Jackie Wullschlager offers a pocket biography of Joan Mitchell in her Financial Times review of the artist’s show in Scotland this Summer:
Mitchell was born in 1925 in Chicago – her frequent broad expanses of cool, bluish whites evoke the city’s winter skies and glassy lakes – and died in 1992. Richly educated in literature by her mother, who with Harriet Monroe edited the modern verse journal Poetry, she was a natural lyric painter. From her grandfather, a bridge engineer, came the family fortune and an inheritance as important – an interest in structure, evident in the grand scaffolding of her compositions. From her father she learned iron discipline – he urged her on as champion figure skater, tennis player, diver, and an athlete’s physicality and intuition is sustained throughout her work. […]
The French connection – that she quit Manhattan for Paris as she hit her stride – is one of three reasons why Mitchell’s significance was and still is unacknowledged within the American canon. The others are that she was a woman, and that she belonged to the movement’s second generation. Ceaselessly angry, outspoken and resentful, she felt her marginalised position keenly. Yet, as this selection showcases, each factor which isolated her also contributed crucially to what made her unique as a painter: creatively, loneliness was a strength. […]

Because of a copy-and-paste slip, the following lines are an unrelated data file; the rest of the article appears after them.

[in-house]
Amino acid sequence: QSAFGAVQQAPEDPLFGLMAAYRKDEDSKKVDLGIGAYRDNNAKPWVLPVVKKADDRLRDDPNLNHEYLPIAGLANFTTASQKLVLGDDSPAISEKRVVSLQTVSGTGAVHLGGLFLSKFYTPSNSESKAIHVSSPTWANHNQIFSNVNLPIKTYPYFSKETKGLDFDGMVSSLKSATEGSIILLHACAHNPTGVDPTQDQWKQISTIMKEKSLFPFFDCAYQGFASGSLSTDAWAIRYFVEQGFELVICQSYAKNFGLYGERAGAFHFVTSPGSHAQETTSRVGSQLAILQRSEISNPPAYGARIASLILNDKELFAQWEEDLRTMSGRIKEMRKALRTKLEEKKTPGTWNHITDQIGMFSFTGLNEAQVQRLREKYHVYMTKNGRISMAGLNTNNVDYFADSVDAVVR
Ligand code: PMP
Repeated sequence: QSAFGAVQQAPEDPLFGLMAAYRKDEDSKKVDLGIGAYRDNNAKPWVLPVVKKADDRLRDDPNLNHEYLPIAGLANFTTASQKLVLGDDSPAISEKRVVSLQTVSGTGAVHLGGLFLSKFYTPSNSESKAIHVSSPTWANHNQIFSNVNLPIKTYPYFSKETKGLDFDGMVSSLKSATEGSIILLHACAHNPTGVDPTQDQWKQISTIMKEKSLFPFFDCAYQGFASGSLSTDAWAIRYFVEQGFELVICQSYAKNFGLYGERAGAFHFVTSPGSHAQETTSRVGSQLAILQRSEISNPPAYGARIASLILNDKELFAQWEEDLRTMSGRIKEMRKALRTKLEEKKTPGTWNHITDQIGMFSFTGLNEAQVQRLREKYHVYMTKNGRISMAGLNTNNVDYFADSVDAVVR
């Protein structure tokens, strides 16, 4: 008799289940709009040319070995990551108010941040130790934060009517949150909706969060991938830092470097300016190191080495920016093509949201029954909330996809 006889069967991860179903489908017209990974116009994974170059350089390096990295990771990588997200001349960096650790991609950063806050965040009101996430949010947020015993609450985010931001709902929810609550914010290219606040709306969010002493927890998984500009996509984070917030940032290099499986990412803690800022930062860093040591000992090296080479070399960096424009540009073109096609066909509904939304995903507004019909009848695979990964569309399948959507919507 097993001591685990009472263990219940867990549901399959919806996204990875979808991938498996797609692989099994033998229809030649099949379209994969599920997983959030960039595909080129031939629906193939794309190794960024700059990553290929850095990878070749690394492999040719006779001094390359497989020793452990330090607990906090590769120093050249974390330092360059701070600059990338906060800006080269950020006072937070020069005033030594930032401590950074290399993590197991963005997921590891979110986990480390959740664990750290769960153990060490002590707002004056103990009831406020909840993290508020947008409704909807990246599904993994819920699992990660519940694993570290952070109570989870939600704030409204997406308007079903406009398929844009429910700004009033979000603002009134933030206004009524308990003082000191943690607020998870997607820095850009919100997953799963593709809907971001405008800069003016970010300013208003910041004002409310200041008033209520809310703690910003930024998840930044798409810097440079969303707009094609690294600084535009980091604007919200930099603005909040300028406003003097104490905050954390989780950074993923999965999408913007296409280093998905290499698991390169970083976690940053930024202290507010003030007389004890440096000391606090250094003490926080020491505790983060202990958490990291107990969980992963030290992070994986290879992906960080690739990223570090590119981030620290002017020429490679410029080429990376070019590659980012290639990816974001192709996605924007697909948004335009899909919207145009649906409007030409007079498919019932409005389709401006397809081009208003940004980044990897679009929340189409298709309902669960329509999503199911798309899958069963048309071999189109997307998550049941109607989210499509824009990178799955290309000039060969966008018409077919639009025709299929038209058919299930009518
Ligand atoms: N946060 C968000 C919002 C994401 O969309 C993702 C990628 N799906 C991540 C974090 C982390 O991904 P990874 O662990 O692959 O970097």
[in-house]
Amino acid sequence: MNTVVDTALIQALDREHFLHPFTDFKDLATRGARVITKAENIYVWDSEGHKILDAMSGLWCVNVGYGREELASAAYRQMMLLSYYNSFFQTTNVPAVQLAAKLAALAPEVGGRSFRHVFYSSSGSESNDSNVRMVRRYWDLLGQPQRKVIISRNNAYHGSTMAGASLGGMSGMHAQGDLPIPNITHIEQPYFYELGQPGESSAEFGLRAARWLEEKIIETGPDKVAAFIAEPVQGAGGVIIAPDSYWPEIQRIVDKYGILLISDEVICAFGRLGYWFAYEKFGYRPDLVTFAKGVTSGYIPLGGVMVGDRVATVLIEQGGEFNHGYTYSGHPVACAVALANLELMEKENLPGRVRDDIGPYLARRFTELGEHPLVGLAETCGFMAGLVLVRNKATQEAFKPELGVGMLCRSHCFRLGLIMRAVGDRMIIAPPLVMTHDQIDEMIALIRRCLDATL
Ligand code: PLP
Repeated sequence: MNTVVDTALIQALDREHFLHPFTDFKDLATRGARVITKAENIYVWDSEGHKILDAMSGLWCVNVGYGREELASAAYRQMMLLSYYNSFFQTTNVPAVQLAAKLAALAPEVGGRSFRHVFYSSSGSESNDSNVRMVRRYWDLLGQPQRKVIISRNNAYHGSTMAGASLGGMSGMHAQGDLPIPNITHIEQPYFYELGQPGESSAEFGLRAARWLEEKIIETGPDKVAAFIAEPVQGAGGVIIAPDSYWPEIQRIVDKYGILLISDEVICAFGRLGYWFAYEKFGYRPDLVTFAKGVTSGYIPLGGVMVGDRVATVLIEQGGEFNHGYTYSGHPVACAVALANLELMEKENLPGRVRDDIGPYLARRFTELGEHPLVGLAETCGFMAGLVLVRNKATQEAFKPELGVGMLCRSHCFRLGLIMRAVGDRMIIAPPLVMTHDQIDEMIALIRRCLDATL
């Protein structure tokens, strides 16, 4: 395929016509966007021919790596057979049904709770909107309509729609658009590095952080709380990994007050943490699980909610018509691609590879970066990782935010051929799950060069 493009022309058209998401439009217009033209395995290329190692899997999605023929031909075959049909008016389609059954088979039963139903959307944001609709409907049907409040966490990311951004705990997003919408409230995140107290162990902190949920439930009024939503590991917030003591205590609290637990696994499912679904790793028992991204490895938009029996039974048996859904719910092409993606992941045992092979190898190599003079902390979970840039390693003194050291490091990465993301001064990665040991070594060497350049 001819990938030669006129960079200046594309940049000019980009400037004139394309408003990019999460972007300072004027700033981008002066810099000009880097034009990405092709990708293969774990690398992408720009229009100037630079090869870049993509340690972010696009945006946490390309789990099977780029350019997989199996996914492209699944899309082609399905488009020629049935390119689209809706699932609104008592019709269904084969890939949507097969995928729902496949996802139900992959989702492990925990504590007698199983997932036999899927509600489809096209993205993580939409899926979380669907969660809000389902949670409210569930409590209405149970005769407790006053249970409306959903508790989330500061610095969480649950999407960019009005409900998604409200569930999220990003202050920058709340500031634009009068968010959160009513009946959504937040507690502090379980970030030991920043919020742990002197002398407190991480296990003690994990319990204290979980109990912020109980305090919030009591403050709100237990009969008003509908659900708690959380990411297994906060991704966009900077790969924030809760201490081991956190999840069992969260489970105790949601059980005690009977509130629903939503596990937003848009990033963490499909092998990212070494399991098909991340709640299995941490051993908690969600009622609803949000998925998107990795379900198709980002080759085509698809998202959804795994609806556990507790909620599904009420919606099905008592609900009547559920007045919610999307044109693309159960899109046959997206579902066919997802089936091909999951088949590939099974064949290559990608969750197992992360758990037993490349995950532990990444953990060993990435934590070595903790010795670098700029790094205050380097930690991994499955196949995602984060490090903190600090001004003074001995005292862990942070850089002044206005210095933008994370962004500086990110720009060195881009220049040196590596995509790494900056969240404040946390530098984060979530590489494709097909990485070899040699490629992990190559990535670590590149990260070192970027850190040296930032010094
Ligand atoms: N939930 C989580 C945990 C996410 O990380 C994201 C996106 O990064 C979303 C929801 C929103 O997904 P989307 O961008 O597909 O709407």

No artist more closely parallels Mitchell in painterly interest, development, inspiration and biography than Twombly. Born within three years of each other, both were shaped by the influence of Pollock and co, then fled to Europe as soon as they achieved recognition. Neither could have worked anywhere else: while pop art – Mitchell derided it as “pop, slop and plop” – and conceptualism ruled New York, Mitchell in France and Twombly in Italy alone held up the American abstract expressionist aesthetic in a sort of internal exile.
Joan Mitchell Show in Edinburgh (Financial Times)